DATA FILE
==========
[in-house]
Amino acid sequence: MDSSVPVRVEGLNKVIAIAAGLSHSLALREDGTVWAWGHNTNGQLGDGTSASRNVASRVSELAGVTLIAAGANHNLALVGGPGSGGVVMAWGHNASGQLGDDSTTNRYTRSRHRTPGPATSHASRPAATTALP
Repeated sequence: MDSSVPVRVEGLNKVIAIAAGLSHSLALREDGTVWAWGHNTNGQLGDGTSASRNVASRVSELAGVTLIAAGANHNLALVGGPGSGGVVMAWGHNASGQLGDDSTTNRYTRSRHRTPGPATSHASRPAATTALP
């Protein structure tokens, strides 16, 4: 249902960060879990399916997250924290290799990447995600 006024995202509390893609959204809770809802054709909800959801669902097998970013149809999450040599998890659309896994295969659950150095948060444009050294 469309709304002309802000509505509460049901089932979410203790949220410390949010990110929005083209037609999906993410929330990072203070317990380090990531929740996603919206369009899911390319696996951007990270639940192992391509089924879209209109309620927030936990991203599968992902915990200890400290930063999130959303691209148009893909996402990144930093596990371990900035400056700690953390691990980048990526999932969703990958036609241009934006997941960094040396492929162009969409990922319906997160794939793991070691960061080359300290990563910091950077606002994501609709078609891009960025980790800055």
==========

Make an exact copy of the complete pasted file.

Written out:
[in-house]
Amino acid sequence: MDSSVPVRVEGLNKVIAIAAGLSHSLALREDGTVWAWGHNTNGQLGDGTSASRNVASRVSELAGVTLIAAGANHNLALVGGPGSGGVVMAWGHNASGQLGDDSTTNRYTRSRHRTPGPATSHASRPAATTALP
Repeated sequence: MDSSVPVRVEGLNKVIAIAAGLSHSLALREDGTVWAWGHNTNGQLGDGTSASRNVASRVSELAGVTLIAAGANHNLALVGGPGSGGVVMAWGHNASGQLGDDSTTNRYTRSRHRTPGPATSHASRPAATTALP
């Protein structure tokens, strides 16, 4: 249902960060879990399916997250924290290799990447995600 006024995202509390893609959204809770809802054709909800959801669902097998970013149809999450040599998890659309896994295969659950150095948060444009050294 469309709304002309802000509505509460049901089932979410203790949220410390949010990110929005083209037609999906993410929330990072203070317990380090990531929740996603919206369009899911390319696996951007990270639940192992391509089924879209209109309620927030936990991203599968992902915990200890400290930063999130959303691209148009893909996402990144930093596990371990900035400056700690953390691990980048990526999932969703990958036609241009934006997941960094040396492929162009969409990922319906997160794939793991070691960061080359300290990563910091950077606002994501609709078609891009960025980790800055």